Honoring & Protecting Worthington Cemetery

Why are historic markers important? The Ohio History Connection gives this simple explanation, “Partnering with community sponsors, these markers help tell the unique stories of the people, places, things and events that helped shape individual communities, as well as Ohio and our nation.”

A cemetery is a necessary part of a community. When Worthington Cemetery was in use, it was taken for granted that the souls laid to rest there would be remembered. People felt comfort in knowing that their loved ones were with other community members at a place of significance. This is of equal importance to Riverside Cemetery in Defiance, and all other cemeteries in the county. The difference is that once families stopped using the cemetery and most moved out of the rural area of Highland Township to larger cities for jobs and opportunity, the hallowed ground was not protected as such.

The names of those in Worthington Cemetery are not known, because the markers are no longer anywhere near the cemetery. We can look at Census records from those years for those who lived in that area of Highland Township and died during that time for possible names. There are articles from that period in the various Defiance newspapers that tell of a person’s passing and where they were buried, but we have not come across any that specifically say they were buried in Worthington Cemetery.

There is a small hill at the back of Riverside Cemetery that has two rows of exceedingly small markers, 8 square inches. They are shaded by a willow with the river in the background. Some have dates and names on them. In speaking with the cemetery sexton, we were informed that this area is for those who do not have family in the area, or anyone else who claimed their body after they passed. It is Potter’s Field. Not all of these spaces have been used yet, and one in particular draws attention—not even the name of the person is known, it simply says, “Known only to God.” There was a time when the cemetery did not have to mark the graves of indigent people who passed and were buried in Potter’s Field. Currently in Ohio, there needs to be an 8-inch marker for each person. That area of the cemetery is mowed and taken care of in the same way as those with large tombstones, monuments, and angels.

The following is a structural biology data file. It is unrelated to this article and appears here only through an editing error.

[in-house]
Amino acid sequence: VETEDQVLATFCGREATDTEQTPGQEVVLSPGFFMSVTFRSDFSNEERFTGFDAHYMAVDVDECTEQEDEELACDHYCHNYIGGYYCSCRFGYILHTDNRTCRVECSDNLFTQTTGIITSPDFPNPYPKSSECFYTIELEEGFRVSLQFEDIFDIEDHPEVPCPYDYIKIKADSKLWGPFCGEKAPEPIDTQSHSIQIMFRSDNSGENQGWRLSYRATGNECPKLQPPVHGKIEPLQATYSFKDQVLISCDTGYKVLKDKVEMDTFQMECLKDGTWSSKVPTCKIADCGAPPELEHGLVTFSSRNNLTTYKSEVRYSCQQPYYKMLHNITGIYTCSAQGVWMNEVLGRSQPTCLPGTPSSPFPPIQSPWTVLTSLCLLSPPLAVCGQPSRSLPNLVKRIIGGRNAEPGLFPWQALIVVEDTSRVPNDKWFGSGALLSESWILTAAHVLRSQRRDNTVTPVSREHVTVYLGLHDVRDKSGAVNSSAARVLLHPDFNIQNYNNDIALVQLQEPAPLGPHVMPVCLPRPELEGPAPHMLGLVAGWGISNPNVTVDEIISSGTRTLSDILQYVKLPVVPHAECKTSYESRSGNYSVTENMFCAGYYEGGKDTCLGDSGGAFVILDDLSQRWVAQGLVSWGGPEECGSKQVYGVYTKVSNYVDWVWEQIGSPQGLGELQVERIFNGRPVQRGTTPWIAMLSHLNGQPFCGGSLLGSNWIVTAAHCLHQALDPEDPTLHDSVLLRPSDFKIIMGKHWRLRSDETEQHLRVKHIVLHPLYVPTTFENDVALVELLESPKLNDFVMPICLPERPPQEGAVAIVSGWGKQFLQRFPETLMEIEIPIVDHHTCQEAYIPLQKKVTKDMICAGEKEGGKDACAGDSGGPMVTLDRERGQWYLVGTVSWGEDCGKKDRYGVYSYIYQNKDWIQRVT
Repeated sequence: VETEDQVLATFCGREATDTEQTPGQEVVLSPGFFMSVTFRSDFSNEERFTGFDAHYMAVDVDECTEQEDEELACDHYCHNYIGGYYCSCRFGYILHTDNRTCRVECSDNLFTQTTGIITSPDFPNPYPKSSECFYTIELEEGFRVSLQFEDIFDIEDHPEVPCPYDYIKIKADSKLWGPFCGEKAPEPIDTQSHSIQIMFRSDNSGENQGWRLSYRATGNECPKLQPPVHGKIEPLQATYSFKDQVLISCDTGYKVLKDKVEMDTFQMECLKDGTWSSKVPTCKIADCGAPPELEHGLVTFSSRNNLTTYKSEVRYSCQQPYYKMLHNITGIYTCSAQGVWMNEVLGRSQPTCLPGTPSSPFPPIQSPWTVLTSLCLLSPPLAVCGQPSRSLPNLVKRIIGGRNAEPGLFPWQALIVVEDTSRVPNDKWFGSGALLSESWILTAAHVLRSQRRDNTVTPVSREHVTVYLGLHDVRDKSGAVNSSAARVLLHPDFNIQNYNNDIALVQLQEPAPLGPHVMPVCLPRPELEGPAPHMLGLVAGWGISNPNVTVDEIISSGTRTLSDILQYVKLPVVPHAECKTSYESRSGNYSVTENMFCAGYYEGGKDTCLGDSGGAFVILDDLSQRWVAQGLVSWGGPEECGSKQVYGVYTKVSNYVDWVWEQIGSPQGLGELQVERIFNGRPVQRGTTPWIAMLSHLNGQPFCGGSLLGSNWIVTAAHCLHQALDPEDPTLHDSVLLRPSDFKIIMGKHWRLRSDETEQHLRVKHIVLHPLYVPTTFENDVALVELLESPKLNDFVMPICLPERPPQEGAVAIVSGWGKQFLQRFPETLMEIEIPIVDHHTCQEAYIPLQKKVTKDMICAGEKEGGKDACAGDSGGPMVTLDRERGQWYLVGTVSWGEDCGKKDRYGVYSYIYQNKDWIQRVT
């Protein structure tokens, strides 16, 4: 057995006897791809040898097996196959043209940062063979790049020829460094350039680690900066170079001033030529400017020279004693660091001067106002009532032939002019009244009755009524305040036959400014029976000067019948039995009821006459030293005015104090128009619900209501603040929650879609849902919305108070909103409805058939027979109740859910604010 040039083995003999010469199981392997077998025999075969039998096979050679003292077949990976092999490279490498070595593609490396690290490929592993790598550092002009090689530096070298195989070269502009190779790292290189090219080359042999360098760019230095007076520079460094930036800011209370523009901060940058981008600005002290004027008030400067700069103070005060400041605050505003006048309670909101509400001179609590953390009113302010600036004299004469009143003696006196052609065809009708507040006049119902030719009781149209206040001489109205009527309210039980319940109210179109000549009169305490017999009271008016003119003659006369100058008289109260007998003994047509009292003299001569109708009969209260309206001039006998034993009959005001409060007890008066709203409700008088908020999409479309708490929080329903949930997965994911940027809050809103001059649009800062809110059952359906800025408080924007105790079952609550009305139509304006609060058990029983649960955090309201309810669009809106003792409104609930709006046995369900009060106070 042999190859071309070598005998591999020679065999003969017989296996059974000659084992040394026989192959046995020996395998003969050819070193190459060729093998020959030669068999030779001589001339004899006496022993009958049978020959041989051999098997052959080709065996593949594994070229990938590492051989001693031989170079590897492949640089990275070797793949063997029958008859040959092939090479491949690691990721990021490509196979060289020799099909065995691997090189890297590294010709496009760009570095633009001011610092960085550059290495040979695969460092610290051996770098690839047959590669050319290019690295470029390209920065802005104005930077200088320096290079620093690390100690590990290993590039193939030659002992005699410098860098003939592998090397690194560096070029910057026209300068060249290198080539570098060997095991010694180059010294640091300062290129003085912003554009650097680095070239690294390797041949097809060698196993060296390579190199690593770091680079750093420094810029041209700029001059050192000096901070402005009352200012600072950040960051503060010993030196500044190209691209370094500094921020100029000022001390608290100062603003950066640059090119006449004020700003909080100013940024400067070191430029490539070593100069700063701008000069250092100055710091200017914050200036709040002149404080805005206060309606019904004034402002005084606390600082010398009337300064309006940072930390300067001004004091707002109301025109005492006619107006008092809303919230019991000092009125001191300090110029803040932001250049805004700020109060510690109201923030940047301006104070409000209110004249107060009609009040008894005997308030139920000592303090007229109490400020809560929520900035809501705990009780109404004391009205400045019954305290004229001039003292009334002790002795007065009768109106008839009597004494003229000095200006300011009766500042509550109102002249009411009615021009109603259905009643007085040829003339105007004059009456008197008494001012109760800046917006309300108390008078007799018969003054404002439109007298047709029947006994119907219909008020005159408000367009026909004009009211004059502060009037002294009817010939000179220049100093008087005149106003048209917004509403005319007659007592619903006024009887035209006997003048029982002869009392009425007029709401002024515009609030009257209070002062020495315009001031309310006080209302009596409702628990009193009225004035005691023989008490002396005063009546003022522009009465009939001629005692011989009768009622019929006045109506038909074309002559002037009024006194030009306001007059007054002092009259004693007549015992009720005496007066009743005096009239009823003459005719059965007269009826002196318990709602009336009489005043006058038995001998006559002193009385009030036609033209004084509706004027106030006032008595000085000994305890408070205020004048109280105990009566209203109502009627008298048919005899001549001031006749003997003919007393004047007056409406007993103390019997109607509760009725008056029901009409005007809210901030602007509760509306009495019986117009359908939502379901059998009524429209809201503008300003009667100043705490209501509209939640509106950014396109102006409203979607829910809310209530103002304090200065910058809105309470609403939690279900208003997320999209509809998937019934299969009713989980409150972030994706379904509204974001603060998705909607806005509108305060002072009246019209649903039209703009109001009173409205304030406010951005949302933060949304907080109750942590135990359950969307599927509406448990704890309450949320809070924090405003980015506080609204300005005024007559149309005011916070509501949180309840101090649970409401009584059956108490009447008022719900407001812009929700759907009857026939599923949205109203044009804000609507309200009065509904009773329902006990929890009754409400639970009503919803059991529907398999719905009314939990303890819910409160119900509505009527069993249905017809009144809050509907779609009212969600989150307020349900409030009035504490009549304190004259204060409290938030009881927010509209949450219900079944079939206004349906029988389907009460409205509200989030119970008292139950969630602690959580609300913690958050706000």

Worthington Cemetery will have an Ohio Historical Marker at the edge of the field near Bowman Road. Between now and November, the Ohio History Connection will contact us, and we will work together on the information that will appear on both sides of the marker. After that is determined, it will take a few months to create it. We expect it to be completed in the first part of 2025. There will be a ceremony to dedicate the marker when it is placed on Bowman Road. All are welcome to attend. The other historic markers in Defiance County can be found here.

Join the ongoing effort to preserve & support Worthington Cemetery

A group of Defiance County citizens have met and are forming the Friends and Family of the Worthington Cemetery. The group will apply for a 501(3)(c) to be a charitable organization representing the Worthington Cemetery. There is more that can be done to remember, honor and protect the cemetery.

This group is open to the public, and anyone who would like to get involved can contact Jay Budde at [email protected].

1 thought on “Honoring & Protecting Worthington Cemetery”

  1. Virginia Sterling

    Thank you and the Defiance Public Library for all of the time and effort that you have put into this project.

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